The father thought he would find heaven in the new place but instead it was hell.  What the salesman told him before was the exact opposite.  The land was barren; nothing much would grow. 

The good thing was that her father was industrious.  He remembered her father waking up early in the morning.  He would walk several kilometers away to fish in the open sea.

The fish he caught were sold in the public market.  He came home with some foods for his family.  During rainy season, he would plant some corns and other crops in the farm. 

Then tragedy struck the family.  The father and the eldest daughter, Livinia, got sick of malaria.  “The salesman heard what had happened,” Saturnina recalled.  “He came to our home and told my father and my sister to take the medicine that would heal them both.”

After the salesman had left, the two ingested the medicine.  A few minutes later, her father had difficulty breathing.  The mother was in panic; she didn’t know what to do.  They were far from town.  They didn’t have money.  The children themselves didn’t know what was happening. 

That day, the father died.  Livinia, however, survived because she vomited the medicine she had taken. After the father was buried, Ramona and her four daughters went to Sindangan to try their luck.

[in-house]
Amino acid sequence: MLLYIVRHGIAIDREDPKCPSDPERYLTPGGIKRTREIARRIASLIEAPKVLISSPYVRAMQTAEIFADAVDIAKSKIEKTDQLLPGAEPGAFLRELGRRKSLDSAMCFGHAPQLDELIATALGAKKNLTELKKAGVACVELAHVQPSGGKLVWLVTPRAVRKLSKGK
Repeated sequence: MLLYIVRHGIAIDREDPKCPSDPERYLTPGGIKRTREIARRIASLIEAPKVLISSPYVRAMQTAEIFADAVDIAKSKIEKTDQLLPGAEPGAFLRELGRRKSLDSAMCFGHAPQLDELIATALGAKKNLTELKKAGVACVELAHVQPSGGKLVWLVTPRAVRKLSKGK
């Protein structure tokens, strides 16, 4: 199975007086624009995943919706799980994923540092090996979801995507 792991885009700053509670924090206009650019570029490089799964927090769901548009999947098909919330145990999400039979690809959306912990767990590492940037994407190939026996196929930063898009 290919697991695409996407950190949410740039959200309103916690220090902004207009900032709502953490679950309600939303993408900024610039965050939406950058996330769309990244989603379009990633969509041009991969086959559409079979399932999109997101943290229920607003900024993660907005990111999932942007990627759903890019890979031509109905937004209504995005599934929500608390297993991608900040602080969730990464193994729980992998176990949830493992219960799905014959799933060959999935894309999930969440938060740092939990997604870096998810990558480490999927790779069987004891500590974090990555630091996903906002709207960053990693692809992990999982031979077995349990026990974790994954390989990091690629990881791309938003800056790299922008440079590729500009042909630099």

Ramona found a little place where she and her children would live for a year.  “Our mother would leave us in the early morning and would return before the sun sets,” Tina recalled.  “We were always hungry.  There were times, the four of us were crying.”

The mother worked all day and then took care of the children whenever she was at home.  Her work was doing menial jobs like washing clothes for the wealthy families.  She also did errands for other people. 

There were times when Tina heard her mother crying at night for no apparent reason at all.  Each day, Ramona was getting frail – until she finally contacted a disease.  As she could no longer take care of her daughters, she decided to give them to other people for adoption.